2. 2. entered into discussions with the City of New Orleans (the “City”) regarding the possibility of creating a “Regional Center” for the purpose of accepting and coordinating foreign investment here. The proposed New Orleans Regional Center was advertised to the City as an investment opportunity for foreign investors looking to participate in a federal immigration pilot program (the “EB-5 Immigrant Investor Pilot Program” or the “EB-5 Program”). The EB-5 Program provides an opportunity for foreign nationals who contribute a certain amount of money to a for-profit business enterprise in the United States, and create a certain number of American jobs, to obtain legal permanent residency in the United States.6 Under the EB-5 Program, immigrant investor funds may be pooled together for investmentinaRegionalCenter.Immigrantinvestorsinitiallyreceivetwoyearresidencies, during which time the Regional Center is required to invest the immigrant's capital contribution in a job creating commercial enterprise that creates at least ten full-time jobs for U.S. workers. After an immigrant investor demonstrates to United States Citizenship and Immigration Services ("USCIS")7 that his or her capital contribution was invested into a job-creating entity that produced at least ten full-time jobs for U.S. workers based on the investment, the investor (and his or her immediate family) is granted unconditional U.S. lawful permanent residency. To further the EB-5 Program at the Regional Center in New Orleans, Mr. 6 Toobtainpermanent legal residency,individualsmustinvest$1,000,000incommercialenterprises in the United States, creating or preserving within two years at least 10 full-time jobs for U.S. citizens, excluding the investor and his or her immediate family members. The $1,000,000 investment is reduced to $500,000 if the investment is made in a high unemployment or rural area. 7 USCIS is the governmental agency charged with administering the EB-5 Program. 2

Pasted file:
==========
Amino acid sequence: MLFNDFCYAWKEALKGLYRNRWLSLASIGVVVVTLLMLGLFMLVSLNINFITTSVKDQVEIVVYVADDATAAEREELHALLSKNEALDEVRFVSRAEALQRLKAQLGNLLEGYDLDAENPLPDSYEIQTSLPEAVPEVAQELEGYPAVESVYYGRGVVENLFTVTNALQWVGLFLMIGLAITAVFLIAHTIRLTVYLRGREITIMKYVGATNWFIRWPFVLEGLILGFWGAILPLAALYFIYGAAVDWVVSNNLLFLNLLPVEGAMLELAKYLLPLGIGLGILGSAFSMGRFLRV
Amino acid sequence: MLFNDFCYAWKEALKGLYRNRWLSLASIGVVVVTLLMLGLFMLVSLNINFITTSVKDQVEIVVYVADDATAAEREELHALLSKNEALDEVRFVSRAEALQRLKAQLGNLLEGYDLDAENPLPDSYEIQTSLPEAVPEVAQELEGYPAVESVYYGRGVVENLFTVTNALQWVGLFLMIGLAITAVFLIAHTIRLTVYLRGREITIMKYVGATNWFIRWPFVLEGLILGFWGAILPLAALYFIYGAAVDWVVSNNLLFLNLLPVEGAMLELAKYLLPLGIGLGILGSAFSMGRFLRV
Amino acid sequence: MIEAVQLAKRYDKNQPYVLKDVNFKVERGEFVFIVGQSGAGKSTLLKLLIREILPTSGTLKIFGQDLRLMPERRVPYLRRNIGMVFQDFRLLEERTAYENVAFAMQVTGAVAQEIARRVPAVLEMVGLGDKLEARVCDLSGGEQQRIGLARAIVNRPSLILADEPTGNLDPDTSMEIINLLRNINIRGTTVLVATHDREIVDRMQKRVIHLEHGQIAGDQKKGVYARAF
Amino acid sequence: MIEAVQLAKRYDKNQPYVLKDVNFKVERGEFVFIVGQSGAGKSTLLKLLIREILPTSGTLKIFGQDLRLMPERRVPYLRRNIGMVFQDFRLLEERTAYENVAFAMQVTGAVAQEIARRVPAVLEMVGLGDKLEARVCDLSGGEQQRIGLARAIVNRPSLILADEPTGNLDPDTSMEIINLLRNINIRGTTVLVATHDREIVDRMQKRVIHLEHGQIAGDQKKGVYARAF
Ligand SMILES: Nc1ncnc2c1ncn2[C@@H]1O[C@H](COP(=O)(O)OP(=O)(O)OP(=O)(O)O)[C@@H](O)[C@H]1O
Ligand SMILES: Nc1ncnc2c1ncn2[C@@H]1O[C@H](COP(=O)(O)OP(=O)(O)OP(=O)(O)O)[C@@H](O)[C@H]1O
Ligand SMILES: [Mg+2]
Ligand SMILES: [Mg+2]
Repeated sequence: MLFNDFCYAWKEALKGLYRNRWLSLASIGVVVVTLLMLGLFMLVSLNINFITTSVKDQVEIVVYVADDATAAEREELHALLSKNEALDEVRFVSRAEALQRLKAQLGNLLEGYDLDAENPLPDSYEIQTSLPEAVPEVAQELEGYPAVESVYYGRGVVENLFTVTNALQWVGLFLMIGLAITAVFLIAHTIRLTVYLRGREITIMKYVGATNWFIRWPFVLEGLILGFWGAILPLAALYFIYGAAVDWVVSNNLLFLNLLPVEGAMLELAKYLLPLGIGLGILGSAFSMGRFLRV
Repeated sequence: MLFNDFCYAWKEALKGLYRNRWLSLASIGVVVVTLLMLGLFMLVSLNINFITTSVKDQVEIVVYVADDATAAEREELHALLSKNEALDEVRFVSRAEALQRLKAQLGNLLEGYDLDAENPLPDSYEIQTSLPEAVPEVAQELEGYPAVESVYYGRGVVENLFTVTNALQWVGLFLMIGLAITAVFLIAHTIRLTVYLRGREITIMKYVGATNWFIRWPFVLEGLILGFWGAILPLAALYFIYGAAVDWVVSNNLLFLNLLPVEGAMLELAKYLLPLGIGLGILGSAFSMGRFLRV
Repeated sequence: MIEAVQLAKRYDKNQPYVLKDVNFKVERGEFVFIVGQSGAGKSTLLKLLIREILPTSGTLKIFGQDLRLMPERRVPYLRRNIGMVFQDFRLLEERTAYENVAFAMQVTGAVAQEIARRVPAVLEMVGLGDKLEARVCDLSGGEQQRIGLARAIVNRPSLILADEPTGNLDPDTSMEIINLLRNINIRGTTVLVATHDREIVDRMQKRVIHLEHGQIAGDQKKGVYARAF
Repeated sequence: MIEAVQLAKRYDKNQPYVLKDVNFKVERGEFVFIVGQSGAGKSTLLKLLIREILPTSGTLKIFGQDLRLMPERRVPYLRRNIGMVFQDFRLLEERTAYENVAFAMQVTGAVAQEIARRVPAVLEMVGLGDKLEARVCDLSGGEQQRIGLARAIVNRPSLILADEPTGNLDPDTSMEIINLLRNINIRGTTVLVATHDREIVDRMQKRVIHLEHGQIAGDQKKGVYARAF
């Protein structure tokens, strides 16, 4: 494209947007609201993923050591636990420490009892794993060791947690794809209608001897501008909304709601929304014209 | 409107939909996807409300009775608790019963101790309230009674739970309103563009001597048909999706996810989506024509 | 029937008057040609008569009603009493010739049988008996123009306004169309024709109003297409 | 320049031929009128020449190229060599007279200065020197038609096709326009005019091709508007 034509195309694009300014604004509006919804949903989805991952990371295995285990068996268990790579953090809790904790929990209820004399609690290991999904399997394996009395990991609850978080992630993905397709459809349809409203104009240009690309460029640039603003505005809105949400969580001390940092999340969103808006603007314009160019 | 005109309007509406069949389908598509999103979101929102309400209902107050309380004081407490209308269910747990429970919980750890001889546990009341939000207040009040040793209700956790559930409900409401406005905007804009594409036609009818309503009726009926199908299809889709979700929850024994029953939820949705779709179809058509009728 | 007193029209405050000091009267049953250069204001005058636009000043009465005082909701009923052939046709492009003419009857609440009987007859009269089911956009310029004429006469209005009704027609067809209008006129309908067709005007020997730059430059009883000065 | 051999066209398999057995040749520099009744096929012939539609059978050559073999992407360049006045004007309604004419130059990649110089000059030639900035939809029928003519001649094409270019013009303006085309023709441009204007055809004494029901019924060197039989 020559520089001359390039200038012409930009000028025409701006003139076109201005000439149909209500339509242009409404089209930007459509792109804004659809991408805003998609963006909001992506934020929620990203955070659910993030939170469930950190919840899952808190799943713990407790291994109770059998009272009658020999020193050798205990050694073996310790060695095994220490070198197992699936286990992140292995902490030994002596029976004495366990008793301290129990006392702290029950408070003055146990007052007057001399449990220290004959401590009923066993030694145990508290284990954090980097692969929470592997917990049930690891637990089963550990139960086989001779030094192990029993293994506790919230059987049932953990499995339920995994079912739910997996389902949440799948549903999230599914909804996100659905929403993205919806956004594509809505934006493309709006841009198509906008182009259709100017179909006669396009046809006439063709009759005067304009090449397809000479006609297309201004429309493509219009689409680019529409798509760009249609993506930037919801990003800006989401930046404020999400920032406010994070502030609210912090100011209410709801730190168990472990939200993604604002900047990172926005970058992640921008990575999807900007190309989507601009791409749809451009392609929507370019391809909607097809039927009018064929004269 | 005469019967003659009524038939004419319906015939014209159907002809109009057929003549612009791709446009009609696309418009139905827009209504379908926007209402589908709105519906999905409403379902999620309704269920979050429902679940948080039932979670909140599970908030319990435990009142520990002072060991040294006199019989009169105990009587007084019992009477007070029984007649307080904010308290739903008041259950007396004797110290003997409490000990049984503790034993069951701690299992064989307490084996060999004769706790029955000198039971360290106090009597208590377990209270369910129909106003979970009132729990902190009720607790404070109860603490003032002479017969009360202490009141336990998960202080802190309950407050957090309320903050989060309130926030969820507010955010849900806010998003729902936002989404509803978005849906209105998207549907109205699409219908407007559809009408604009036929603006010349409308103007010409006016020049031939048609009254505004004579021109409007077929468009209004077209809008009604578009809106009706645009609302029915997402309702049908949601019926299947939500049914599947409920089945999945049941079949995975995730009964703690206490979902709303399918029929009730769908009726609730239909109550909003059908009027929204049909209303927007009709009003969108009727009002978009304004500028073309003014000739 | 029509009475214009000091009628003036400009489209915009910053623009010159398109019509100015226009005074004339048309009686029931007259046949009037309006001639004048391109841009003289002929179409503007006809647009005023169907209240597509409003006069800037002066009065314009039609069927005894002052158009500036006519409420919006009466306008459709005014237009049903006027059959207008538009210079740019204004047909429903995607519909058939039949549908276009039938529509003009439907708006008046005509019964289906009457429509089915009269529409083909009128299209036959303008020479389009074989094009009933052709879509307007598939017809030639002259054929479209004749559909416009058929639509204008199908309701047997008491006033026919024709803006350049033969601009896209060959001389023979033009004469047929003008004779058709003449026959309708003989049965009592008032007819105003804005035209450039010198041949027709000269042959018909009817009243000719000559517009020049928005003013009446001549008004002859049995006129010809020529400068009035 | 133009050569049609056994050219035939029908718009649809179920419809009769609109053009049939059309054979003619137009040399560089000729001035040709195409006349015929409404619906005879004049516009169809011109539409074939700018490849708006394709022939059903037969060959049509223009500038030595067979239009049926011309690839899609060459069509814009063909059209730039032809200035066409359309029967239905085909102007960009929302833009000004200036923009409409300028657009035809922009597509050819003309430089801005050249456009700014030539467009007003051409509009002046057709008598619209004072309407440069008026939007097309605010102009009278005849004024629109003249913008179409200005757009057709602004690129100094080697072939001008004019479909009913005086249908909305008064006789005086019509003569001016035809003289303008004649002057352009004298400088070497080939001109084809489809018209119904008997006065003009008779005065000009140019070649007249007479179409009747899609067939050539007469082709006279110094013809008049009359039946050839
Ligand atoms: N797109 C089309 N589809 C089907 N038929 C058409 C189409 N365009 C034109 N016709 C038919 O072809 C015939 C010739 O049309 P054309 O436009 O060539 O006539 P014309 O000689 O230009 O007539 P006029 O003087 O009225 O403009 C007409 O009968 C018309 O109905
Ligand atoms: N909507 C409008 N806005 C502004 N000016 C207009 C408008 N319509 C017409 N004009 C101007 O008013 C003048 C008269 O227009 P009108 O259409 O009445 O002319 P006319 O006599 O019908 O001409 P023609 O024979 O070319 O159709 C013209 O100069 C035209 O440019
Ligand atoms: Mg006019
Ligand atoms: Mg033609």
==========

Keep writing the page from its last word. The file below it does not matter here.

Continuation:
3. 3. Hungerford and Mr. Milbrath created NobleReach-NOLA, LLC ("NobleReach-NOLA") in May 2006. The City entered into a Memorandum of Understanding ("MOU") with Noble- Reach-NOLA, authorizing NobleReach-NOLA to act as the Regional Center's principal agent, charged with promoting the Regional Center and soliciting and managing investments from foreign nationals interested in the EB-5 Program. USCIS thereafter notified the City that it approved of the City's contractual arrangement with NobleReach- NOLA to operate the Regional Center. After the MOU was signed, Mr. Hungerford and Mr. Milbrath formed another entity - NobleOutReach, LLC ("NOR"). NOR thereafter formed NobleRealEstateFund, LP (“the Fund”) to serve as an entity into which foreign investors could invest their capital contributions in hopes of reaching the investment threshold required by the EB-5 Program and creating the requisite number of jobs. The Fund's general partner was Noble- RealEstate-GP, LLC. NOR also was responsible for, among many other things, providing and preparing immigration advice to potential investors and assisting those investors with their immigration paperwork. NOR created a series of documents that would be handed outtopotentialinvestorsexplainingtheEB-5Program,theFund,andtherisksandbenefits of investing in the Fund. In 2007, NOR issued a confidential private placement memorandum ("PPM") in connectionwiththeplacementof$50,000,000of limitedpartnershipinterestintheFund. The PPM detailed certain business ventures the Fund would invest in and outlined the Fund's objectives. The PPM also delineated the structure and management of the Fund, as well as described how the entities controlling the fund would be paid. Beginning in 2008, Plaintiffs allege Mr. Hungerford and Mr. Milbrath, individually 3